That’s how Normal Heights resident Alfred Lerma found Liquid Eden.

“My wife and I were getting our water here and then we developed the idea to use the space to support the community,” Lerma said.

Lerma is a manager at Illumina, a local genetic researching firm, and operates his group “Unity and Peace” out of Liquid Eden.

Unity and Peace is a nondenominational group which meets every Wednesday, free of charge, from 7–8 p.m. at Liquid Eden. The group focuses on unification, peace, love and health; it even blesses the Liquid Eden water. They also aim to create and improve relationships and make positive impacts on the community.

“Some people are sitting alone and depressed but instead they can come [to our meetings] and be with a group of people that are looking to support one another,” Lerma said. “Our intention is to increase joy and decrease suffering. We need to support one another. We build community through connection and inspire people to become better versions of themselves so they can step into their potential and achieve their ultimate greatness.”

Similar to Kuhlmey and Emoto, Lerma also believes water has memory and holds and transfers energy, which helps local neighborhoods.

“The water here goes in and out to the community and kids drink it, families drinking it and I drink it,” Lerma said. “I hope we can make a positive impression on the community with the water they drink.”

In addition to Unity and Peace gatherings, Liquid Eden holds other classes and events such as Qigong, yoga and a spring detox class.

Kulmey with her travel companion inside of the store’s studio, which hosts many community events (Photo by Jess Winans)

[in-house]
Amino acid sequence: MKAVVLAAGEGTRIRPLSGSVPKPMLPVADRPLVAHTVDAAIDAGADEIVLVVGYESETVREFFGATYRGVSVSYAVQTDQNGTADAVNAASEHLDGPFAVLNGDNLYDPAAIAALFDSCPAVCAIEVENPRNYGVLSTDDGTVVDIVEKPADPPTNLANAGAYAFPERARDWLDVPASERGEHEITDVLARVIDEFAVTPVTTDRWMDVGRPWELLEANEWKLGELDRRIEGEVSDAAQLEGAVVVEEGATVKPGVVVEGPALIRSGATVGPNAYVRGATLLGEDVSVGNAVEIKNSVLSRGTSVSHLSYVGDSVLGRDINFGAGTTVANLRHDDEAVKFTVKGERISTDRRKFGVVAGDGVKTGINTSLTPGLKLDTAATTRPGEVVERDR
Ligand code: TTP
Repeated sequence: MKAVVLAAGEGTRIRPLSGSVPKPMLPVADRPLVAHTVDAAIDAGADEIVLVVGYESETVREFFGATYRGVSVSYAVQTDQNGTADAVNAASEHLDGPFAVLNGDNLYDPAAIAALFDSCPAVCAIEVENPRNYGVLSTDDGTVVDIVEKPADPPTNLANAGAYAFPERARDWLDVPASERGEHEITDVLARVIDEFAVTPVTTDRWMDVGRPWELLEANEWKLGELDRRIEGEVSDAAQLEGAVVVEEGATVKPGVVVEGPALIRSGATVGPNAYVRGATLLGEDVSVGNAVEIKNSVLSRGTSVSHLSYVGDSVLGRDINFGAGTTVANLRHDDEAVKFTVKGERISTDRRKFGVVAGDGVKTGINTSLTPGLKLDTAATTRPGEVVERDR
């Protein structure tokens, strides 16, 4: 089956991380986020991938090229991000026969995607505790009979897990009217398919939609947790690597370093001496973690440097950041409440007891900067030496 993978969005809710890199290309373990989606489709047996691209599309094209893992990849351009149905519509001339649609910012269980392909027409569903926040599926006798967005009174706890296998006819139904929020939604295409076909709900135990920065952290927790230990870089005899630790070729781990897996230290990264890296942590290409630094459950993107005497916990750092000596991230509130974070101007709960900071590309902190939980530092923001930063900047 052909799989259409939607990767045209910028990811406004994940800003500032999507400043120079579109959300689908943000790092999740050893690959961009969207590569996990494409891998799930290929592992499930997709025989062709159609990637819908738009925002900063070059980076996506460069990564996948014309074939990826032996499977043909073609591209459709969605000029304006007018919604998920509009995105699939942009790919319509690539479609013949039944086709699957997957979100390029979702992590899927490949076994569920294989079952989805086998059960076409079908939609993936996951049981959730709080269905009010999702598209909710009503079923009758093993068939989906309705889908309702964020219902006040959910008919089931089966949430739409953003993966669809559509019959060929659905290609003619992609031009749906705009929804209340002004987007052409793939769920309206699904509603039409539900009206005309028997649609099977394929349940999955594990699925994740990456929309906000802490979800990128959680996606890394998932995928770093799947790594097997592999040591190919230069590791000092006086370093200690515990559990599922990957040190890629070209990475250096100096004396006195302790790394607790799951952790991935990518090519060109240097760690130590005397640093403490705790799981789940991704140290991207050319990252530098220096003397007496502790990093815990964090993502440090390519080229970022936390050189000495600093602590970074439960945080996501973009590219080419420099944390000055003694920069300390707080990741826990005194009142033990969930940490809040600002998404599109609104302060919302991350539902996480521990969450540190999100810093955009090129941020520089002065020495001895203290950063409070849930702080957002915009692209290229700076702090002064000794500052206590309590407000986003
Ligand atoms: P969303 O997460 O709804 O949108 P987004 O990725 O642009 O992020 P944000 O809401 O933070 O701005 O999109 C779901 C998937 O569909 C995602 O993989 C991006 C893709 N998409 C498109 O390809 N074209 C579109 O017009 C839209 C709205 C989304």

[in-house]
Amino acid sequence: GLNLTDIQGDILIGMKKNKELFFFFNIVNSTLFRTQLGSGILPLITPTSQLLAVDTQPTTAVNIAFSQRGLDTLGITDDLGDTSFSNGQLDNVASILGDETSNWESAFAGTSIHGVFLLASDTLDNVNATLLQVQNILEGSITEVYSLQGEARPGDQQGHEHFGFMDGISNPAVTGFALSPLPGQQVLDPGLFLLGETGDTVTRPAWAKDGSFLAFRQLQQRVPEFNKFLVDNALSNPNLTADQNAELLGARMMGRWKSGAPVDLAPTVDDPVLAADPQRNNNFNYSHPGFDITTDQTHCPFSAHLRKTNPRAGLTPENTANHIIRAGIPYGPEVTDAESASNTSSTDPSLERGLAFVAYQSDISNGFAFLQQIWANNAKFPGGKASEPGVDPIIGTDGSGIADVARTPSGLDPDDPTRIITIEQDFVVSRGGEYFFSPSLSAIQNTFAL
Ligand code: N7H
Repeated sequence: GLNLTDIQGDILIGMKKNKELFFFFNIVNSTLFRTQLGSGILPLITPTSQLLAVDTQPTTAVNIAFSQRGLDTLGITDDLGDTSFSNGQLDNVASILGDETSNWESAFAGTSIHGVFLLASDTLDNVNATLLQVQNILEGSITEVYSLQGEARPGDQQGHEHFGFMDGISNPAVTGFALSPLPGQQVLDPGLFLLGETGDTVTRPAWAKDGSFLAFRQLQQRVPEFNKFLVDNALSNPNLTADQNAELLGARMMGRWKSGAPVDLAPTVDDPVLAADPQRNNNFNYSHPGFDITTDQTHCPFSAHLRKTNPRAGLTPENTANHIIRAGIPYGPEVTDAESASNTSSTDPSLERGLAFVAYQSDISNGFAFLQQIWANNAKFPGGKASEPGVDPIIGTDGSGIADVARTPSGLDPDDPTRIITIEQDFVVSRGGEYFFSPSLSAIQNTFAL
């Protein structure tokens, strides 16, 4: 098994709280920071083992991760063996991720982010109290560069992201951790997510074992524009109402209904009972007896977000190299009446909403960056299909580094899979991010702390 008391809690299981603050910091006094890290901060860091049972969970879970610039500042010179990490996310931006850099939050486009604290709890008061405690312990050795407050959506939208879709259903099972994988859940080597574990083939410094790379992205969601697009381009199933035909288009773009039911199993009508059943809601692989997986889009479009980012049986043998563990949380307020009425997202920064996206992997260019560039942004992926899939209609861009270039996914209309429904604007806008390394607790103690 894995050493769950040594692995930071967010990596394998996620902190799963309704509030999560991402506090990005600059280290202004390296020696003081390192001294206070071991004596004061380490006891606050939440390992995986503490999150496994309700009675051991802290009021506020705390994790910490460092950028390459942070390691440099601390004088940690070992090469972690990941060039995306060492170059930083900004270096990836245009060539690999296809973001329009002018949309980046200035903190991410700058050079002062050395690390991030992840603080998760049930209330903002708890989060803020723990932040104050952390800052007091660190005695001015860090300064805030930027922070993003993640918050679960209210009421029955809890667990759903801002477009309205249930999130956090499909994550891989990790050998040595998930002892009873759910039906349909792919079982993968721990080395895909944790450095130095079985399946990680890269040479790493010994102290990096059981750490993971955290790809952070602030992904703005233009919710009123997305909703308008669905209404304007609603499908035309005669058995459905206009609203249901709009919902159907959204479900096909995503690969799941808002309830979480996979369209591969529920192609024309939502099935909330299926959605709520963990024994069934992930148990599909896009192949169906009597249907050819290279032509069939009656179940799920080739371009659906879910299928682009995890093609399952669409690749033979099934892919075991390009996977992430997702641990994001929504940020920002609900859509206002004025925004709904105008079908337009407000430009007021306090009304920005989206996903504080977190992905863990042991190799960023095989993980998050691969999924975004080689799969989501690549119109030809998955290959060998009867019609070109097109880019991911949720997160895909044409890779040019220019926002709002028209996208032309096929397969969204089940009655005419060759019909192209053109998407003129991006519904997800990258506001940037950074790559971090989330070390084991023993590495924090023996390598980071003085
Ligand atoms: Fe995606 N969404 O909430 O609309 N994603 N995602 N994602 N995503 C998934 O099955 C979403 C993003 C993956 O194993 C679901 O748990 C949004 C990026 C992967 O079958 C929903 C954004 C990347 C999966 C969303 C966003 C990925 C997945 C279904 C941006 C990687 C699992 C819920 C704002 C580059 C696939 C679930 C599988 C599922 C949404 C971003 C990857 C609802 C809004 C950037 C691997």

“I initially encountered Liquid Eden during one of the Adams Avenue street fairs,” Normal Heights resident Elena said. “I instantly gravitated towards these weekly gatherings [of Unity and Peace] because of the safe space they provide and the shared energy of support and positivity among the attendees. I will continue to support the gatherings, as well as Liquid Eden, and humbly look forward to continue contributing to this community of love, health and peace.”

Liquid Eden just celebrated its four-year anniversary on Saturday, April 28 from noon–5 p.m. as a part of the annual Adams Avenue Unplugged event. Liquid Eden held a customer appreciation day where handwritten notes and small gifts were handed out to attendees to express appreciation and gratitude to the community.

“The customers shared their sincere gratitude for us being here,” Kuhlmey said. “It was magical walking Adams Avenue and seeing all the smiling faces and happy hearts coming together to enjoy local music in the neighborhood.”

Hearing positive customer feedback and learning how Liquid Eden is impacting the Normal Heights neighborhood is something Kuhlmey thrives on.

“People are so uplifted and joyful when they are here and they leave feeling better than when they came in,” Kuhlmey said. “That’s really what we’re here for in a lot of different ways. Whether it’s the products, the service or the water — it’s uplifting.”

For more information about Liquid Eden, inquiries about studio rentals or the company’s event calendar, visit

—Jess Winans is the editorial assistant of San Diego Community News Network, the parent company of San Diego Uptown News. Reach her at